When Marcos Paquetá first stepped into the international football arena, he was a virtual unknown. But a combination of hard work and title glory at this summer’s FIFA U-17 World Championship in Finland means the Brazilian now commands the deepest respect in the world of youth football. Three months on, and Paquetá is set to coach Brazil's U-20 outfit at the forthcoming FIFA World Youth Championship UAE 2003. Before heading out to the Emirates, he gave FIFA.com his views on this fresh challenge, and the differences between the two age categories.
The tournament is just around the corner. How's the squad shaping up?
We're not at our best yet because we only have 16 players at our disposal. A lot of our guys are tied up with their respective teams in the sprint for the Brazilian first and second division championships. It's an awkward situation, but in the meantime we're working on our defence. I know that once in the opposition's half I can count on explosive, gifted players who are all perfectly capable of swinging a match.
Are you counting on taking Robinho and Diego, the two Santos stars?
I intend to pick them because I want to go to the United Arab Emirates with my strongest squad. Only time will tell if Santos let them go or not. I'm also hoping to have players from Cruzeiro and Palmeiras. If I can't count on them, then I'll turn to other lads who also have bags of skill. My players have their heads firmly screwed on.
How did the tournament's postponement affect Brazil?
I'd say it's worked against us. Exceptional circumstances have meant the tournament coincides with the decisive stages of our national leagues and that complicates matters as far as preparation goes. I don't have all the players in one place yet.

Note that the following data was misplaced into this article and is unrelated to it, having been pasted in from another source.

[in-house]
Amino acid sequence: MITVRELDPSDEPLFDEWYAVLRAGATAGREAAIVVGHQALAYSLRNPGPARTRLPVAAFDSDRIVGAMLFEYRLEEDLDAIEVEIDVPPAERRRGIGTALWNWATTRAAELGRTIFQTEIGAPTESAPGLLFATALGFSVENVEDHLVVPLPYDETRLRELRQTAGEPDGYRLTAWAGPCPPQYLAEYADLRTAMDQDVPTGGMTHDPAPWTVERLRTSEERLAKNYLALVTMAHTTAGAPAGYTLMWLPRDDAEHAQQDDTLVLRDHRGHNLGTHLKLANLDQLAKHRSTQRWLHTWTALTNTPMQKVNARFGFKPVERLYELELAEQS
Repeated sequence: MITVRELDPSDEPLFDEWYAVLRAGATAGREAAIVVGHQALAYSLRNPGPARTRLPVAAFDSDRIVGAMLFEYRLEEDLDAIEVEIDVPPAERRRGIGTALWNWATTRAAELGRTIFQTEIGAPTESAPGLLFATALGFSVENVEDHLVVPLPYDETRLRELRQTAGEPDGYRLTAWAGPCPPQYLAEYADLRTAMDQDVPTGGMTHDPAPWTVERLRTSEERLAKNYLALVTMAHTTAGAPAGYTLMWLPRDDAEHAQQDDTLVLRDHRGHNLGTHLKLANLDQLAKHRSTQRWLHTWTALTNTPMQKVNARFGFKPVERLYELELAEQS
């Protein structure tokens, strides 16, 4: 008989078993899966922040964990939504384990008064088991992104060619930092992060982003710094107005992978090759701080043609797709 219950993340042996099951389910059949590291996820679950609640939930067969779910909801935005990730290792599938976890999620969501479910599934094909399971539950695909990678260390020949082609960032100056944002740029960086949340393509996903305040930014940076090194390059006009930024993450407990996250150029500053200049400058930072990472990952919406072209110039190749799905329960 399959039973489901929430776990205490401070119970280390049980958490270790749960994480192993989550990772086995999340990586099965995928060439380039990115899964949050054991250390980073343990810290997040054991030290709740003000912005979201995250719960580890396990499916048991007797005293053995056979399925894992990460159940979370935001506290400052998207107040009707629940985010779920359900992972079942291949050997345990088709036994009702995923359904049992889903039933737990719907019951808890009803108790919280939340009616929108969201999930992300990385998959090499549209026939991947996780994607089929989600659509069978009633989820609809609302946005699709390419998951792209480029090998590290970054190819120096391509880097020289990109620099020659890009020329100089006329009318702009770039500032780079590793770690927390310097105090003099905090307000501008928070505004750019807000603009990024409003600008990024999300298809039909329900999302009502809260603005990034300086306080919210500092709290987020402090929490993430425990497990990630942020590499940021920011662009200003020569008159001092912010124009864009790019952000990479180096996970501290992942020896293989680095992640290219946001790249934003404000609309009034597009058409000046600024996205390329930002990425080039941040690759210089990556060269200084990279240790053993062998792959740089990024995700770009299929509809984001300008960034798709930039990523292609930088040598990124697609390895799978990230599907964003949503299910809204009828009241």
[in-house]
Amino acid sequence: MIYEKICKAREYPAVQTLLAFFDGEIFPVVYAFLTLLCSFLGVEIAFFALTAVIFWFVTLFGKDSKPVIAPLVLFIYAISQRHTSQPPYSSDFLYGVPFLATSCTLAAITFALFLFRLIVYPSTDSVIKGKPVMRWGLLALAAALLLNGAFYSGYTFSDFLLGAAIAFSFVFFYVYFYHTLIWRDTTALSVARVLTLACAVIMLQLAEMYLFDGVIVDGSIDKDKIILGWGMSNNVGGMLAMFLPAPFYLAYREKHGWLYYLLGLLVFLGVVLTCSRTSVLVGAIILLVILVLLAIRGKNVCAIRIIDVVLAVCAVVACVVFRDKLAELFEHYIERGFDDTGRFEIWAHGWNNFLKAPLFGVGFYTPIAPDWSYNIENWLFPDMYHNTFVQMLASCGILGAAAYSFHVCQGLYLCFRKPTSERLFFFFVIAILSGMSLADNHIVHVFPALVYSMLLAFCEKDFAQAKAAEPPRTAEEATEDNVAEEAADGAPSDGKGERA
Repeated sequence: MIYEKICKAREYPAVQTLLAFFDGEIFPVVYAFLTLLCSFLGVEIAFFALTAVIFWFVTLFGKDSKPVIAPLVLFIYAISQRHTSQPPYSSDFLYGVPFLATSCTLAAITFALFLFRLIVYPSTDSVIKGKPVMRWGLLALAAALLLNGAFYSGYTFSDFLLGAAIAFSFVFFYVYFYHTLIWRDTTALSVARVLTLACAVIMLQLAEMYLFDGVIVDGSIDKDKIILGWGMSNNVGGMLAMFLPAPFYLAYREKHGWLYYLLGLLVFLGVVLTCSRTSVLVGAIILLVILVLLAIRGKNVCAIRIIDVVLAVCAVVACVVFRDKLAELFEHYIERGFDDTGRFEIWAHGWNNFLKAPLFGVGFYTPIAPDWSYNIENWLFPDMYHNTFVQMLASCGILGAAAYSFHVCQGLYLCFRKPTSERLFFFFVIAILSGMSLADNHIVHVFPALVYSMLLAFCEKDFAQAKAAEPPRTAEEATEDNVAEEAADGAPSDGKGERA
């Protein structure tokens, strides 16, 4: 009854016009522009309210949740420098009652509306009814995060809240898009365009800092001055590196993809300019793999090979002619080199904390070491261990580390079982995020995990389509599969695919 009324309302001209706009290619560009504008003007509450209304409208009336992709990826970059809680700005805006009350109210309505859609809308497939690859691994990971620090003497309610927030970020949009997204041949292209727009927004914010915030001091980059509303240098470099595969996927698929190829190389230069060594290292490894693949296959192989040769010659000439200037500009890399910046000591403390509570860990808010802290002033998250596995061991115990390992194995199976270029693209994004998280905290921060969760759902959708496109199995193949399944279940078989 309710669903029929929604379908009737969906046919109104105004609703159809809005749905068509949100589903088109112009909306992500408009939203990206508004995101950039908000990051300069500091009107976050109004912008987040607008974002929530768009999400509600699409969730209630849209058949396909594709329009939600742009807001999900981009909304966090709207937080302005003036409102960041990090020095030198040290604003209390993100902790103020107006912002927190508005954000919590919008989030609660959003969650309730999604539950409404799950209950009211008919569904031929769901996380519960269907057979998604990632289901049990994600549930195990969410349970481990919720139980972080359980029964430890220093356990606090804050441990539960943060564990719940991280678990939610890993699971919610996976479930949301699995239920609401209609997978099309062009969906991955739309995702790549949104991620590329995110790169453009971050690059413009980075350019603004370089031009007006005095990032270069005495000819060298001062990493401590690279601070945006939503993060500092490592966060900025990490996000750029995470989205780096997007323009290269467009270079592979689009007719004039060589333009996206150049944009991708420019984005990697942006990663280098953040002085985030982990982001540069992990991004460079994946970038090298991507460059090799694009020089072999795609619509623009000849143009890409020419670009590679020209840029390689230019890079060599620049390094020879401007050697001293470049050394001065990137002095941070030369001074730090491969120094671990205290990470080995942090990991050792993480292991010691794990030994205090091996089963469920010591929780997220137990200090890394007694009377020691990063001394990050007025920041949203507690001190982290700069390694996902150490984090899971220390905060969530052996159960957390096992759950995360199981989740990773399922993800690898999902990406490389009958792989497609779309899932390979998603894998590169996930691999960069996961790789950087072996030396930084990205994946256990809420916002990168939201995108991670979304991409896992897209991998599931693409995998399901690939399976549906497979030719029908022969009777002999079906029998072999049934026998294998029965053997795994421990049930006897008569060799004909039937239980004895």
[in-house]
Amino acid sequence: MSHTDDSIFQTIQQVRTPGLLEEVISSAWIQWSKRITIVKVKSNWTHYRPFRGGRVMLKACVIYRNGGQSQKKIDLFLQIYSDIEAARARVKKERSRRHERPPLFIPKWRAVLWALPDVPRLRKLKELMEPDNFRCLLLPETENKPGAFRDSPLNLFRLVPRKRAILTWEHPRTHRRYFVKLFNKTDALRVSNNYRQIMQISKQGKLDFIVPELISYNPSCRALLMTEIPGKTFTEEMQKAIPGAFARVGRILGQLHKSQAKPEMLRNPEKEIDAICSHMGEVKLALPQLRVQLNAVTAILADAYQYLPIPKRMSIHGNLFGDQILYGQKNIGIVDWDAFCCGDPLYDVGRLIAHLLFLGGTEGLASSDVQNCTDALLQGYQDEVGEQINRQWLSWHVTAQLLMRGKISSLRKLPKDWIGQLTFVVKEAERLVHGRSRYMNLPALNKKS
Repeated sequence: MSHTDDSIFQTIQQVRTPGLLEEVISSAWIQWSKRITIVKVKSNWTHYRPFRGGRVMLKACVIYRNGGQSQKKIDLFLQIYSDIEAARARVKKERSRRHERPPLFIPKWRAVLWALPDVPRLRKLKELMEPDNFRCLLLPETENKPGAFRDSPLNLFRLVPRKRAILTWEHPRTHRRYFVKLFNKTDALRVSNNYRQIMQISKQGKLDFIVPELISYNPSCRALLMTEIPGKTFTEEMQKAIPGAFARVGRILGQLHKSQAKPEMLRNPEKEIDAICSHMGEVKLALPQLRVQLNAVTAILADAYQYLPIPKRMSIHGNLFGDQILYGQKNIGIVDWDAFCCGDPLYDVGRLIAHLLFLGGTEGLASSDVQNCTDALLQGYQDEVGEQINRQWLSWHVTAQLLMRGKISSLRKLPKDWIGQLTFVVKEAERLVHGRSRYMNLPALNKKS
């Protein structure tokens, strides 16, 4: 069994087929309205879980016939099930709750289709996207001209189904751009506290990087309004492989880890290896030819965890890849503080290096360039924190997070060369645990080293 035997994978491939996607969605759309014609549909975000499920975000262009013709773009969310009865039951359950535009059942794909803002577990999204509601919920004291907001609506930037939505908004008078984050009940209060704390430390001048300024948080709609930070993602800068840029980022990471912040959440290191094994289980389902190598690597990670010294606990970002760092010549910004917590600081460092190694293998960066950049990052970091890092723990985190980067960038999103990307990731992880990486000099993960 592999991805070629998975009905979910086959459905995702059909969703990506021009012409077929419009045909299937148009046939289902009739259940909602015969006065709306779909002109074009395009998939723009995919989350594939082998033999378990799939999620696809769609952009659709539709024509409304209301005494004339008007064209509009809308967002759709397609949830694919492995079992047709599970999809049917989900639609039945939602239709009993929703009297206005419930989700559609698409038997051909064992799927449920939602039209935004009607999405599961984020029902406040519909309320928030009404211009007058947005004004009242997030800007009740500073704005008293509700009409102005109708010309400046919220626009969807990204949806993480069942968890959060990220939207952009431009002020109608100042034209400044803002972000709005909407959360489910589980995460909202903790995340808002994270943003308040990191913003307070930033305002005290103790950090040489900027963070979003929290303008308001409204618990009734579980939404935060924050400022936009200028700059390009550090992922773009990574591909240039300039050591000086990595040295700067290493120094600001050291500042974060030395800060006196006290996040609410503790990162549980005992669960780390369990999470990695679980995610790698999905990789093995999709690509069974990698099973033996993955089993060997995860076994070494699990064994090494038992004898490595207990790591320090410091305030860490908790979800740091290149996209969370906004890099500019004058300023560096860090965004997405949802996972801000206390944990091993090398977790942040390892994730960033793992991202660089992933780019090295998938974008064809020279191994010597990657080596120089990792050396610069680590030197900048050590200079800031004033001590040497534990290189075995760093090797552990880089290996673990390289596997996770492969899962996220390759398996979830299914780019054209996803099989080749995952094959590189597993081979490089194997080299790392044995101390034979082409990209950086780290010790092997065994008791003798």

You replaced Valinhos as U-20 coach recently. Has that had an effect on the team's preparation?
Not really. I already knew the players from a tournament we played in Toulon this year. They're a well-knit group who know how to have fun while they work.
That's a familiar trait of Brazilian sides. How do you explain the phenomenon?
It's just in our nature. If we Brazilians go to work with a smile on our faces, just imagine what we're like when it comes to playing football! As far as we're concerned, football is fun. We don't see it as an obligation. That's why we have to work on the team's mental preparation for the competition. Right now, we're organising sessions with the squad psychologist, who is the same woman who was with the U-17 boys in Finland. We can't leave anything to chance.
What do you know about your rivals in the first round?
I can't say we know much about Canada other than a few snippets we’ve picked up here and there on how they play together as a team. The Czech Republic are a tough side with a crisp, neat playing style and are raring to go. Australia have really come on as an international force. We can't underestimate anyone, though - I think the Czech Republic will be the team to beat.
Who are your tips for the title?
(Laughs) That's a tough one! Spain have a very good team and Argentina are always in the running. Brazil and the Czech Republic are in with a chance too, as are England. Then there could be some big surprises, such as Mali.
What's the difference between being at the helm of the U-20 side and the U-17s?
There's a big difference. In Finland, the lads I had were very young and relatively inexperienced. I also spent a long time with them before the competition. In the U-20 side, the players are all professionals with international experience and lots of first division games behind them. Sadly, it's more difficult to get them together in time.
Are you afraid people and the press will compare the two teams?
No. People have to understand that they are two completely different teams. The side that were crowned champions in Finland didn't have an outstanding player who shone above the rest. The philosophy was to work as a team, to give it your all, whereas these footballers have been playing in the Brazilian first division for two seasons and are very, very talented. They're match winners.
In Finland you described yourself as an educator. Does your role change with the older players? b
No. Being an educator transcends players' ages. It has to do with the way I work. It's important to coach a footballer's character to make sure he fits successfully into the team.